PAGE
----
Attempts at Creating Polish Military-Political Beachheads in the Balkans during the Nineteenth Century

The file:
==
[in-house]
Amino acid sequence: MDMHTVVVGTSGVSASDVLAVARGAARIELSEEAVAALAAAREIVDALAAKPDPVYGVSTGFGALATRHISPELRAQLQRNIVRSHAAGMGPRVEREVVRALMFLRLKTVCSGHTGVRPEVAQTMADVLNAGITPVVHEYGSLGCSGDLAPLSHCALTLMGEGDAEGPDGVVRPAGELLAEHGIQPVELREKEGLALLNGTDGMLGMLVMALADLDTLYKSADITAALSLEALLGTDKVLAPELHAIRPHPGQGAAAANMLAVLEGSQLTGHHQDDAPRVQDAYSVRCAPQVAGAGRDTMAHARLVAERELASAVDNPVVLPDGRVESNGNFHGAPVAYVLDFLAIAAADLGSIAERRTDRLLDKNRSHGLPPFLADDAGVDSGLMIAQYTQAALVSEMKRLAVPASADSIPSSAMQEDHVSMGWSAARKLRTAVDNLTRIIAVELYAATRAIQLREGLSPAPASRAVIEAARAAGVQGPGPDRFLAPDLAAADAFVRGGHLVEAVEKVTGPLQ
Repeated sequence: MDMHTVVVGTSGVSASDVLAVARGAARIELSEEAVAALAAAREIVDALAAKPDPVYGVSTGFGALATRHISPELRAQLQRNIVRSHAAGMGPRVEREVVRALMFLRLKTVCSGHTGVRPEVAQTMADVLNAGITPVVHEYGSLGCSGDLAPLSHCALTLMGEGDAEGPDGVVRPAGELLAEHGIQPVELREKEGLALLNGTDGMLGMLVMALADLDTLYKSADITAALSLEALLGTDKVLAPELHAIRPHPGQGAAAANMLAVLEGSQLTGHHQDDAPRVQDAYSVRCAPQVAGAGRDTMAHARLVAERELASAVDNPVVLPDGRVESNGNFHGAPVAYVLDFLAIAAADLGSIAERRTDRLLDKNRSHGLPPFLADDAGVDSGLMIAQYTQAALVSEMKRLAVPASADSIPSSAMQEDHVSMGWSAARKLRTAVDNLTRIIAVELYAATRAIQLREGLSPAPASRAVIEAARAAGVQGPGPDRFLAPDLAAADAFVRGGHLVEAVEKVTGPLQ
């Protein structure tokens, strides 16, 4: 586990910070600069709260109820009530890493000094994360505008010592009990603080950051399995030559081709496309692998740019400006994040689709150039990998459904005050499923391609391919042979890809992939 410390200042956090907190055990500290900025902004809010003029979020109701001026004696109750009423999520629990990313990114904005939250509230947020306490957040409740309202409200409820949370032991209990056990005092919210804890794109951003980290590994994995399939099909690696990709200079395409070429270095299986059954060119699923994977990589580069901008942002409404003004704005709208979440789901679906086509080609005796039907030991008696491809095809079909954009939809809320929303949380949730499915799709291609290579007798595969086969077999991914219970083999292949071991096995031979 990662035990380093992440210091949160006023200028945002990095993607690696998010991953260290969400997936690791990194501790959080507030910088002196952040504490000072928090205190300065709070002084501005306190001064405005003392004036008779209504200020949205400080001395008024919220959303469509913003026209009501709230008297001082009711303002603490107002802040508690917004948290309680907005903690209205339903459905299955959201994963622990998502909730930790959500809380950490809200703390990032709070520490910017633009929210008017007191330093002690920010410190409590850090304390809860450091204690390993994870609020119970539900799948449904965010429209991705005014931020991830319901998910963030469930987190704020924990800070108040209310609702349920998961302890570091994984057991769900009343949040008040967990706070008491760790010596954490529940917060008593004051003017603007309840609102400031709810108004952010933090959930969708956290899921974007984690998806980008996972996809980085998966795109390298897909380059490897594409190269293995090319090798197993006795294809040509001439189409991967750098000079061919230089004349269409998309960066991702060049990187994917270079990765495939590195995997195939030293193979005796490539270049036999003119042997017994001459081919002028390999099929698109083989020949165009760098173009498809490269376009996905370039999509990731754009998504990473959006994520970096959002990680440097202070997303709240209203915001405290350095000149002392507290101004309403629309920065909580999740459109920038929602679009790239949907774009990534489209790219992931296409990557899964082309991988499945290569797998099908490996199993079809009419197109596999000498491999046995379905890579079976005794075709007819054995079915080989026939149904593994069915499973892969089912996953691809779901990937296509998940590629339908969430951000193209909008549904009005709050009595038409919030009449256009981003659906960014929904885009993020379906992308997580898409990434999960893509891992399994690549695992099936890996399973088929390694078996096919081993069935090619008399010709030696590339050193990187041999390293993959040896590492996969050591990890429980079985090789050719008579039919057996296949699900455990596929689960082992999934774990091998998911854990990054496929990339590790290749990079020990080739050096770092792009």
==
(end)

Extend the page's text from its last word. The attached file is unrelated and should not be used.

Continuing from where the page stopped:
After the loss of independence, during almost the whole nineteenth century successive tides of Polish emigres tried to find a place for reconstructing the Polish Army and creating political centres which would steer the national liberation struggle. As a rule, attempts at establishing such beachheads were made in the Balkans. The Peninsula had been for a long time ruled by Turkey, a consistent opponent of Russia - the most ruthless partitioner of Polish lands. The territories of interest for the Poles were regarded by the Porte as marginal and remained under minimal control. There, the emigres tried to erect autonomous administrative structures among the local Slavonic population in the Ottoman state by relying on the military and political experiences of the Poles. The article is based predominantly on Bulgarian and Serbian material, as well as reports or studies by British, German and Austro-Hungarian diplomats. The author discussed the intentions, recurring throughout the century, and instances of building the titular beachheads along the Serbia-Montenegro-Albania borderland as well as in northern, southern and, eventually, central Bulgaria.
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